A Mechanism for Sudden Infant Death Syndrome?

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Science  04 Jul 2008:
Vol. 321, Issue 5885, pp. 12
DOI: 10.1126/science.321.5885.12h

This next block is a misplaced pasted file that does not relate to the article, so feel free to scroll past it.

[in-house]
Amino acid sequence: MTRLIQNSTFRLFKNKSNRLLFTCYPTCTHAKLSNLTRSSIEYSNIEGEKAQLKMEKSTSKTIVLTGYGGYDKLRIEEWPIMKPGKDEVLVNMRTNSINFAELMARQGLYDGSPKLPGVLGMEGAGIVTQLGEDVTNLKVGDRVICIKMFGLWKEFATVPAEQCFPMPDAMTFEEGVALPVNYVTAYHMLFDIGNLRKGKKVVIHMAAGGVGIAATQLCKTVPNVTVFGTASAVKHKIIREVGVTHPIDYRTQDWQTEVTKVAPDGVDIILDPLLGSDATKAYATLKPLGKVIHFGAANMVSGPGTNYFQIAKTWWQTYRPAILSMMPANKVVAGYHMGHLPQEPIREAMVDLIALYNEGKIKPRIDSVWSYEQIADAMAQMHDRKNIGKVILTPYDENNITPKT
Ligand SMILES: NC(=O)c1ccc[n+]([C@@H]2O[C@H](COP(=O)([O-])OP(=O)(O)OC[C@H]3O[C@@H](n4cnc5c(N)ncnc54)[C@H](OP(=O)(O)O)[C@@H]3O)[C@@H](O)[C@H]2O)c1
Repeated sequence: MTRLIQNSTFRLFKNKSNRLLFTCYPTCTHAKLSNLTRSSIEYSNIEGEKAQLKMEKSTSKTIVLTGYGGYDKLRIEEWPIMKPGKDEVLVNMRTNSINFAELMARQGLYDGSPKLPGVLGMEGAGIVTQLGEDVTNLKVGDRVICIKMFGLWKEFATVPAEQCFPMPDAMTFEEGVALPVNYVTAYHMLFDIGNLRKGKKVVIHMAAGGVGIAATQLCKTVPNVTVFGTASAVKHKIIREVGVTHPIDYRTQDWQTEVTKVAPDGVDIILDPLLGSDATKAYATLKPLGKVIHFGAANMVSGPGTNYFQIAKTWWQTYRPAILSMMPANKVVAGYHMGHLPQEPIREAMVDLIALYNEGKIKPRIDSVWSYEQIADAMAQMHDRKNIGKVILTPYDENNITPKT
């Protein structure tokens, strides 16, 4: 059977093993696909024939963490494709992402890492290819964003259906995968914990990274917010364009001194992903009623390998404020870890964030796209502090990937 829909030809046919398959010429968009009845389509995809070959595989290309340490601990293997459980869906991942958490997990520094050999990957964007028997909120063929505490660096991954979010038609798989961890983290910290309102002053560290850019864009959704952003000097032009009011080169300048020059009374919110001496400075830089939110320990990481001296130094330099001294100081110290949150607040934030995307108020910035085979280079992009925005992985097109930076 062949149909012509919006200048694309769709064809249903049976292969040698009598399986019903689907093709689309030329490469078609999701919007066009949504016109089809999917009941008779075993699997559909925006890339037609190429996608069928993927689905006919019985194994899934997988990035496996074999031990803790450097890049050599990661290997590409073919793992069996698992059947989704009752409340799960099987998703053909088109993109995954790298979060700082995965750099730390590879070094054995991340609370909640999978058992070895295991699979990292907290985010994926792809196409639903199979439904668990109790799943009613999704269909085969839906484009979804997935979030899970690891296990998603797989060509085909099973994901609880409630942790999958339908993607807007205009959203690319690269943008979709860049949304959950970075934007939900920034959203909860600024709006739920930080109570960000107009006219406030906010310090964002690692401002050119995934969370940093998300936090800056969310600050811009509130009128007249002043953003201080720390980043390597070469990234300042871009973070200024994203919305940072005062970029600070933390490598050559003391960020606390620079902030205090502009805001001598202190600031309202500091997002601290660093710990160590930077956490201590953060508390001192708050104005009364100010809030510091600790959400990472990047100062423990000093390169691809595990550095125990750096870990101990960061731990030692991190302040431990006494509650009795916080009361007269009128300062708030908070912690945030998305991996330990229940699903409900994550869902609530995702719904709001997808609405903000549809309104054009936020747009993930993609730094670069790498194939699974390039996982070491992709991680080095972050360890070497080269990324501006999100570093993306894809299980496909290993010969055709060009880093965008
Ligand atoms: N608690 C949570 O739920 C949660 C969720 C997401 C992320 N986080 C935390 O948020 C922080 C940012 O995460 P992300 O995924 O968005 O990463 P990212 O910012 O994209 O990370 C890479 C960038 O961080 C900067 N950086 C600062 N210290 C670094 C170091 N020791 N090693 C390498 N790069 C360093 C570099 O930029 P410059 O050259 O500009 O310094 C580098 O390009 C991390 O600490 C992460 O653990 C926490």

Deficits in serotonin neurotransmission have been hypothesized to be involved in sudden infant death syndrome (SIDS), the leading cause of death during the first year of life. Audero et al. (p. 130) describe a sporadic death phenotype in mice with increased serotonin autoinhibition as a result of overexpression of the serotonin 1A autoreceptor (Htr1a). Deficient serotonergic feedback regulation is sufficient to precipitate autonomic crisis and death. Until now, most SIDS research has focused on respiratory or cardiovascular deficits. These new findings, however, suggest that SIDS is associated with a widespread loss of sympathetic tone, including both bradycardia (slow heart rate) and hypothermia.

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